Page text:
Psychopharmacology

Psychopharmacology is the study of medications used to treat mental disorders affecting mood, attention, behavior, and thought processes. Though these medications vary widely in their composition, many of them work by targeting neurotransmitters in the brain—usually by stimulating or inhibiting their release or blocking their reuptake in the nervous system.

Psychopharmacology has become a major approach to treatment in primary medical care. In the past few decades, the use of medications to alleviate the symptoms of mental disorders—particularly depression or attention deficit disorder—has become highly efficient. These medications are the most widely prescribedtoday.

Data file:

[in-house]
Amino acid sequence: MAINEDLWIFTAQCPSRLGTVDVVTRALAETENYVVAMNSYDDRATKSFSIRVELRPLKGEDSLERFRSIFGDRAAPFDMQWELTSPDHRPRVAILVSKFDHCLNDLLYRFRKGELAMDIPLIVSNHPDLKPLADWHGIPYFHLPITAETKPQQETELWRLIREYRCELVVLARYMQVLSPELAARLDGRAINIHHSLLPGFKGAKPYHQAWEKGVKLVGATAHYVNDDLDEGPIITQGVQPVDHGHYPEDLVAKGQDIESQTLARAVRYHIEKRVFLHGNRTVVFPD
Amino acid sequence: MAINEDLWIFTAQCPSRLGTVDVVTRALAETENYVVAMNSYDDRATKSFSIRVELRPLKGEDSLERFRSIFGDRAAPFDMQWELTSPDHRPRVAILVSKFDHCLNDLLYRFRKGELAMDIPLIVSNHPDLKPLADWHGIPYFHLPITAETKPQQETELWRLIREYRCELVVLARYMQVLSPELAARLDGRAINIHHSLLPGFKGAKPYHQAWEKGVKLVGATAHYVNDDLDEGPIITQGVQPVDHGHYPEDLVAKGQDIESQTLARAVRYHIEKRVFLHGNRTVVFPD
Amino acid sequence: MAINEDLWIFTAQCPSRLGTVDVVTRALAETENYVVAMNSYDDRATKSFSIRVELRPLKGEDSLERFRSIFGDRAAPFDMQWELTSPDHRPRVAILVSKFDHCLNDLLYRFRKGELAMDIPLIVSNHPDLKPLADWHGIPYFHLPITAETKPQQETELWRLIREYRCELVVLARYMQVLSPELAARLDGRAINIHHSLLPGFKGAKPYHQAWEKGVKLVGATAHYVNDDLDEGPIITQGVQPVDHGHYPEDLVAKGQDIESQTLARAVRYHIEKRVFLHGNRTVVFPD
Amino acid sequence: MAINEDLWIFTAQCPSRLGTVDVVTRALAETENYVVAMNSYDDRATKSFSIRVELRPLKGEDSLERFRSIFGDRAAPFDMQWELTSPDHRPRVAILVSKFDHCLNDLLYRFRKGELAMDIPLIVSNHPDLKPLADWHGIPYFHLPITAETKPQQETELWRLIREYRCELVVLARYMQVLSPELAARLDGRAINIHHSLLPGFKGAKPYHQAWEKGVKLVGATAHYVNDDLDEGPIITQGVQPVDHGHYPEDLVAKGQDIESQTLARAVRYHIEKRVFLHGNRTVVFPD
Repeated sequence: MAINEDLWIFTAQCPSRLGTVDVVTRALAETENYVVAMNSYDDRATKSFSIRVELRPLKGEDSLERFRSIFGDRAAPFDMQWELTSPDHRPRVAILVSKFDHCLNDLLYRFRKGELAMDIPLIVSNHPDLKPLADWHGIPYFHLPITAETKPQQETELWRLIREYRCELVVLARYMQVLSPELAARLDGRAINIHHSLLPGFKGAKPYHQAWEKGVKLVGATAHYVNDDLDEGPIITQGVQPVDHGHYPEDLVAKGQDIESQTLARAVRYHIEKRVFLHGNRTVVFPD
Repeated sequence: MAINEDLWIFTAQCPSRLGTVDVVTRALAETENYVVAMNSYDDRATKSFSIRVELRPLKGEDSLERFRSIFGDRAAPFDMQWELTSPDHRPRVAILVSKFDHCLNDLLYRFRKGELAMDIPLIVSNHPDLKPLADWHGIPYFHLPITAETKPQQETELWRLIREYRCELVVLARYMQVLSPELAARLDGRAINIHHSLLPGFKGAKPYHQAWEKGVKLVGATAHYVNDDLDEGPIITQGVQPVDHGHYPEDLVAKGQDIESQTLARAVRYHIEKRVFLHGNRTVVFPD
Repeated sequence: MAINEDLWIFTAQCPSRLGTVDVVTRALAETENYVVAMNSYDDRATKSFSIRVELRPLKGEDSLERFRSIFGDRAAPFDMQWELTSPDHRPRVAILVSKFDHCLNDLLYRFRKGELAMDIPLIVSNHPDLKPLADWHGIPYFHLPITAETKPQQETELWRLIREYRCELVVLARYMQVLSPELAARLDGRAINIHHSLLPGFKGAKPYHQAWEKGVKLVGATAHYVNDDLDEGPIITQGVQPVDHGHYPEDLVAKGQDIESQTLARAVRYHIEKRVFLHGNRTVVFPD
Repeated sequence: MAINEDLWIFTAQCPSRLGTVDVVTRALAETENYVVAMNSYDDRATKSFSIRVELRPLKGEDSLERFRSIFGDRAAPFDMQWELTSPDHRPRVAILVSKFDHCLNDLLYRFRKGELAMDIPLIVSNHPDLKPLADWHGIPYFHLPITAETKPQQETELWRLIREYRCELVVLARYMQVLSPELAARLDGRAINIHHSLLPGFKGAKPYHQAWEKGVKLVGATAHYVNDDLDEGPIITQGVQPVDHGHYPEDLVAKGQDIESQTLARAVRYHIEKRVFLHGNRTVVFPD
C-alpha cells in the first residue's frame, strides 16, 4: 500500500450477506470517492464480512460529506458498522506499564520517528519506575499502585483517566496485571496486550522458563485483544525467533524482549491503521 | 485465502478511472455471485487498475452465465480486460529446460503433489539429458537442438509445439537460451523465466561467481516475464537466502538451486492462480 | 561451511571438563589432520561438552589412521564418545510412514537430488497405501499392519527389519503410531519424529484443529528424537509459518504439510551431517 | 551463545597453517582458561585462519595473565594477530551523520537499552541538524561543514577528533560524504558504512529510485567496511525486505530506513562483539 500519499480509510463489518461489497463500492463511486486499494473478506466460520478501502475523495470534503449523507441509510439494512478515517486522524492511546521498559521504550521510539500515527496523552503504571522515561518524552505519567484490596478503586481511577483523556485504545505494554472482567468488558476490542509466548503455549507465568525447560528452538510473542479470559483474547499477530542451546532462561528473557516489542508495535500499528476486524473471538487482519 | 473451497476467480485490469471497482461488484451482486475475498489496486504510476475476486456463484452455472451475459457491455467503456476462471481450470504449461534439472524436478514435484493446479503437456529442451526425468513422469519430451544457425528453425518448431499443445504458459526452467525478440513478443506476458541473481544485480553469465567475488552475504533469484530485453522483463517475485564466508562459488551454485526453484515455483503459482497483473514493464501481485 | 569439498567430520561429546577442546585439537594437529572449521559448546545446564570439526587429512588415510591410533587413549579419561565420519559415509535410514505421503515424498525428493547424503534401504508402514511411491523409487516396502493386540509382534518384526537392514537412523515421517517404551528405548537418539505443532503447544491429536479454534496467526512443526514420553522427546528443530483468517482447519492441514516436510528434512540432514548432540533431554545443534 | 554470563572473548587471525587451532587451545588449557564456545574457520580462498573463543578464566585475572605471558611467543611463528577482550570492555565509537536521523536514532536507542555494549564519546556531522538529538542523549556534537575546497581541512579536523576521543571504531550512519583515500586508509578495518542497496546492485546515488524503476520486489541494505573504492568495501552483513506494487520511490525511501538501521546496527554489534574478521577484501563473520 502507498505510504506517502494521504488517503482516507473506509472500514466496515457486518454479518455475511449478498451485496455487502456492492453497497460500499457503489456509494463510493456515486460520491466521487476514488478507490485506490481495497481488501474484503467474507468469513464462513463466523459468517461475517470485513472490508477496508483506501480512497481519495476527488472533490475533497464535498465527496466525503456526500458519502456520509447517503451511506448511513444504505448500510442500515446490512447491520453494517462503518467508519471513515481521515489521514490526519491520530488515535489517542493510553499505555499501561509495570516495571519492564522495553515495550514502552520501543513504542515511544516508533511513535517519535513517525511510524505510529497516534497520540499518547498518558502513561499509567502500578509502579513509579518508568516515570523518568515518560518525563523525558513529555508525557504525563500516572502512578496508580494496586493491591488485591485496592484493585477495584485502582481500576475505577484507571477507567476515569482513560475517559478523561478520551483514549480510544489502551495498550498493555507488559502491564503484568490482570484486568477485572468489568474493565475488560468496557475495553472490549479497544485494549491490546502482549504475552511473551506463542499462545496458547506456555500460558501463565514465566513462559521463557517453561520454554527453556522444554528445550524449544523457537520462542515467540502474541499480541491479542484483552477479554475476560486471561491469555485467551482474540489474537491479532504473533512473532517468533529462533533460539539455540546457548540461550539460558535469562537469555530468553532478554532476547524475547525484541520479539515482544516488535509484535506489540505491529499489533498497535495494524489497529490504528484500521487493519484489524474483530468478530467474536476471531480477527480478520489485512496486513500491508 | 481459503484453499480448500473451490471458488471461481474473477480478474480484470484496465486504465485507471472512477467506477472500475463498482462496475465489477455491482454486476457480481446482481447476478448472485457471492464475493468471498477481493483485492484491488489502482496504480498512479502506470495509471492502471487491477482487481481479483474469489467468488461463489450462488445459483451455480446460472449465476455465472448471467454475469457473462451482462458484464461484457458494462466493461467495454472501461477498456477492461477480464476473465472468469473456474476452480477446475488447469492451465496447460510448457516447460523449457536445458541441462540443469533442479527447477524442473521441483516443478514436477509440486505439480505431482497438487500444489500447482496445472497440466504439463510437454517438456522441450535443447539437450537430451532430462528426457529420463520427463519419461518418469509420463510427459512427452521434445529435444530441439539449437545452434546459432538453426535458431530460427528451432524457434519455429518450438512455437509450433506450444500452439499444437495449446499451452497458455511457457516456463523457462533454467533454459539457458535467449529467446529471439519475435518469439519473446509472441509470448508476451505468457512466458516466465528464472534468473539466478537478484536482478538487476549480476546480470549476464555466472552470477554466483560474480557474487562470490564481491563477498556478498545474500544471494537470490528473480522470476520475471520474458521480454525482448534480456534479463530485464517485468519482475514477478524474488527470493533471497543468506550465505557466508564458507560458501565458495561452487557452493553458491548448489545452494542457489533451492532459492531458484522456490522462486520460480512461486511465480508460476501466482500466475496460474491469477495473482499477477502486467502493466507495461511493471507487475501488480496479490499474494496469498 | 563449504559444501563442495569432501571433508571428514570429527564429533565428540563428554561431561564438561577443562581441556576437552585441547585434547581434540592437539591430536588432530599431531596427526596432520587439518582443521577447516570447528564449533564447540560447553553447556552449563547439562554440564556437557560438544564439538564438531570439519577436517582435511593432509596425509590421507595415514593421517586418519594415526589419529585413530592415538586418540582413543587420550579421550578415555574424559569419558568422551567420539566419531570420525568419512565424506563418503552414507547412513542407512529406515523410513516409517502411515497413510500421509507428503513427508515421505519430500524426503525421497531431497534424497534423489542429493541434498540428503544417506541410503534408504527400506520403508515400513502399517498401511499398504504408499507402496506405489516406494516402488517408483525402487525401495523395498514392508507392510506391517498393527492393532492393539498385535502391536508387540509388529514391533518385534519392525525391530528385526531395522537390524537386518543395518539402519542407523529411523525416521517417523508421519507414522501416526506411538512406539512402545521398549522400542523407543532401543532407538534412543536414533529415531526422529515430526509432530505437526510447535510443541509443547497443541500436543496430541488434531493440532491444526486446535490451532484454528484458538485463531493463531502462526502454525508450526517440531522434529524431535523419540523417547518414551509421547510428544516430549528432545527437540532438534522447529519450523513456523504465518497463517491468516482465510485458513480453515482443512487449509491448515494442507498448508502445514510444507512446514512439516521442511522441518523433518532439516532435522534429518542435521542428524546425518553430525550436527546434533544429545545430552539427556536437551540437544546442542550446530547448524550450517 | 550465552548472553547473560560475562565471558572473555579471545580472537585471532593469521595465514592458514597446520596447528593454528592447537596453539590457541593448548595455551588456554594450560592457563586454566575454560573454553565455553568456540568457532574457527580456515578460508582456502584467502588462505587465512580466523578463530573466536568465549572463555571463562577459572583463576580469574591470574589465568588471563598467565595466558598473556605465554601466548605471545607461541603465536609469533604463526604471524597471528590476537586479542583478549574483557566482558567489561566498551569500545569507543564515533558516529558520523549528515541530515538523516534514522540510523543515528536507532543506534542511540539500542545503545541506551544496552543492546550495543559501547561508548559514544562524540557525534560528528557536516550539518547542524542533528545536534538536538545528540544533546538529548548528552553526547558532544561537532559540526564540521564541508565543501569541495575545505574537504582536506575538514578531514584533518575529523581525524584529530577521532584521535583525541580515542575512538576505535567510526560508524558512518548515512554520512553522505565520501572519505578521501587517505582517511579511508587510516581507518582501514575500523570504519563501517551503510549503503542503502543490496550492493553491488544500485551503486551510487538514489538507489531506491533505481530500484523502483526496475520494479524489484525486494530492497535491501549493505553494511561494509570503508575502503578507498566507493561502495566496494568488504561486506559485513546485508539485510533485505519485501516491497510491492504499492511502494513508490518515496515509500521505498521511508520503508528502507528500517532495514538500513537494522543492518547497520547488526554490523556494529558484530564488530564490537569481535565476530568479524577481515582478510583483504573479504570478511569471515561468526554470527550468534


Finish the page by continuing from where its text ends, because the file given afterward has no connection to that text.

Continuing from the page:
Through extensive research, the numerous benefits of psychopharmacology have been noted in the treatment of many different mental illnesses such as depression, anxiety, and schizophrenia. Schizophrenia is a brain disorder that affects 2.4 million American adults, according to the National Alliance on Mental Illness, most often before the age of 30. Symptoms of this mental illness can include hallucinations, hearing voices, and/or having delusions. More than 50 years of data show that people with schizophrenia who take the prescribed medications lower their risk of relapse. Relapse -- meaning symptoms get worse or come back after a period of improvement -- is a common occurrence in people with schizophrenia. Studies also show that people treated with these medications are less likely to be hospitalized or to behave aggressively or violently.